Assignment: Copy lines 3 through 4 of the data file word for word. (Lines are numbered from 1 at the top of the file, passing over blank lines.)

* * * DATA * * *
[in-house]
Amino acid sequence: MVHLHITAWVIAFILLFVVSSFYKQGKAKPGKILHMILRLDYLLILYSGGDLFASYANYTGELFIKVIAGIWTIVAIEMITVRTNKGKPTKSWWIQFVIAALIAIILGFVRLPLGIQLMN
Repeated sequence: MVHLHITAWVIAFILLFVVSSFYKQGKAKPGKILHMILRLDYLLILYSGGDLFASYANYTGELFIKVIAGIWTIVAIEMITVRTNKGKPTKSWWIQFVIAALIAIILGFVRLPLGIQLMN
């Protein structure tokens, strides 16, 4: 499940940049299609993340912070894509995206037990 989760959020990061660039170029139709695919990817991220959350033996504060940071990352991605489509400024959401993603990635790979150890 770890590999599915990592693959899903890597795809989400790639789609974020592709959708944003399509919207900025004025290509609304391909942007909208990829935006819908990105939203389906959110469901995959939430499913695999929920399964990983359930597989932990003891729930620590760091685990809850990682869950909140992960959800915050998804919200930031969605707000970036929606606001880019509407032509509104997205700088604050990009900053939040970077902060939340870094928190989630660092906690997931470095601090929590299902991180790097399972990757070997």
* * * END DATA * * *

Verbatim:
Repeated sequence: MVHLHITAWVIAFILLFVVSSFYKQGKAKPGKILHMILRLDYLLILYSGGDLFASYANYTGELFIKVIAGIWTIVAIEMITVRTNKGKPTKSWWIQFVIAALIAIILGFVRLPLGIQLMN
């Protein structure tokens, strides 16, 4: 499940940049299609993340912070894509995206037990 989760959020990061660039170029139709695919990817991220959350033996504060940071990352991605489509400024959401993603990635790979150890 770890590999599915990592693959899903890597795809989400790639789609974020592709959708944003399509919207900025004025290509609304391909942007909208990829935006819908990105939203389906959110469901995959939430499913695999929920399964990983359930597989932990003891729930620590760091685990809850990682869950909140992960959800915050998804919200930031969605707000970036929606606001880019509407032509509104997205700088604050990009900053939040970077902060939340870094928190989630660092906690997931470095601090929590299902991180790097399972990757070997």